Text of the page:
New York has seen 89 confirmed cases of the virus, out of more than 400 nationwide.
“It sounds more alarming than it is,” he said, calling the emergency declaration “an administrative action” meant to allow the state to “move a little faster governmentally” to address the issue.
“I don’t want people to stay calm and therefore I’m telling them what I need to tell them to keep them calm,” he insisted. “If they know the facts, they will be calm.”
At the same time, Cuomo acknowledged that numbers of confirmed cases will almost certainly go up as testing increases.
Yes, we’re testing aggressively, yes you’ll see the number of people who test positive going up. Yes, a large number of people will be infected, is my guess by the end of the day. But remember what we’re really trying to do here is avoid the massive disruption of closing everything down for two weeks the way China did, the way Italy is doing, and we’re trying to protect the vulnerable populations for whom this coronavirus could really be dangerous: senior citizens, immune-compromised.”
Cuomo also downplayed the seriousness of the virus itself, noting that it is like “a bad flu,” and not serious unless one is part of these vulnerable populations.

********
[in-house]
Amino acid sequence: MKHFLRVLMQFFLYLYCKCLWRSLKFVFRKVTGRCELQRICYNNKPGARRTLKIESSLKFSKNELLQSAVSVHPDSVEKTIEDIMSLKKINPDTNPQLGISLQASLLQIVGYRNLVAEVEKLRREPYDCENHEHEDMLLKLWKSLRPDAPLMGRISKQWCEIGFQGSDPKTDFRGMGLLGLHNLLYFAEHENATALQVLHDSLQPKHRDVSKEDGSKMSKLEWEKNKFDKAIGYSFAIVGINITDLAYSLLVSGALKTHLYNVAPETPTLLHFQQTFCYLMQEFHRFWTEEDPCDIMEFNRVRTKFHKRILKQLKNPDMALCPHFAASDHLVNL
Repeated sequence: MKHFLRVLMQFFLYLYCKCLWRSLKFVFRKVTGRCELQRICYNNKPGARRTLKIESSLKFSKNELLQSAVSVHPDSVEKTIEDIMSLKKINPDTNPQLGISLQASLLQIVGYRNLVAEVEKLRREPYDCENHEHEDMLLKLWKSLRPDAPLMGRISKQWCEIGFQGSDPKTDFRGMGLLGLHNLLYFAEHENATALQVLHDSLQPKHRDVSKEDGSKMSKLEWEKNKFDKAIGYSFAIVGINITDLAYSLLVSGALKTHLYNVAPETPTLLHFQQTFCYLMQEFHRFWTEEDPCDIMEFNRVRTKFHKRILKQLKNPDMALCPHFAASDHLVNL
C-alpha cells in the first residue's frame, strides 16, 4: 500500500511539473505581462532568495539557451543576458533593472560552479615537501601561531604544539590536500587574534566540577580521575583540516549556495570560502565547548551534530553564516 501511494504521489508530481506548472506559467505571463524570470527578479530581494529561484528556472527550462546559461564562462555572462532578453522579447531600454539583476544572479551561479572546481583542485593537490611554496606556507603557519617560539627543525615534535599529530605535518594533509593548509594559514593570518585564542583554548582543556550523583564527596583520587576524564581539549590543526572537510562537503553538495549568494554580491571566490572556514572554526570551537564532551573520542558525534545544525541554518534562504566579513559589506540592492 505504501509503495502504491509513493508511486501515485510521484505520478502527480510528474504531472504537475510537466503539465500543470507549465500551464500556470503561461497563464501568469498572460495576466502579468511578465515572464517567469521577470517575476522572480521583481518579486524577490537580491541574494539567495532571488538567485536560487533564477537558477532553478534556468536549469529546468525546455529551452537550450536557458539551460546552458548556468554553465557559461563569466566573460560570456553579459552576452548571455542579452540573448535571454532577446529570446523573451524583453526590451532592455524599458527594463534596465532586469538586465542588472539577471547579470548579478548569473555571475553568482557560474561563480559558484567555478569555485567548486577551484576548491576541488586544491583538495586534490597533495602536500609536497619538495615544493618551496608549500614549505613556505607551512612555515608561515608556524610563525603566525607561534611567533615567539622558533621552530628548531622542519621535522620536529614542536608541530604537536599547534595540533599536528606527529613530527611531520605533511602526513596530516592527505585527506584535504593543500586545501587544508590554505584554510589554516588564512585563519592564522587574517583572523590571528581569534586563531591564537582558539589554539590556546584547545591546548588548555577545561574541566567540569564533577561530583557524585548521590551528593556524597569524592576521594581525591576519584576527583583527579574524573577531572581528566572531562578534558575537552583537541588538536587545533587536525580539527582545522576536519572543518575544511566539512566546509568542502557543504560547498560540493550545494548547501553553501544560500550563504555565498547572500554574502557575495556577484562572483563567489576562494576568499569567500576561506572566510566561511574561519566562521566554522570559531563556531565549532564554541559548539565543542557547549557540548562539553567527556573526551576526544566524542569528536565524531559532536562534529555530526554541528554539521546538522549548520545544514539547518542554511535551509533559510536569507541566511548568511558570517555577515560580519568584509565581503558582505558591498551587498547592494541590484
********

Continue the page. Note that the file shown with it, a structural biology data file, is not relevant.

“We’re not dealing with Ebola virus, we’re not dealing with a SARS virus,” he said.
When asked whether mass transit is at risk of closure as part of the state’s response, Cuomo said there is no current plan to do so, but appeared to leave the option open should a need arise.
“What we do here is we calibrate to the facts as we know them at the time, so as the facts change you change your strategy,” he said. “But at this time there’s no reason to close down mass transit.”
Cuomo noted that New York City has only seen 11 confirmed cases so far, with far more in suburban Westchester County -- immediately north of the Bronx – where there has been a “cluster.” While one individual from Westchester was known to have taken mass transit into New York City, Cuomo claimed that by now city residents should be in the clear since symptoms would have set in already if people were infected by that individual on the train.
“Worse then the virus right now… is the fear, pandemic,” Cuomo said. “The fear is more dangerous than the virus.”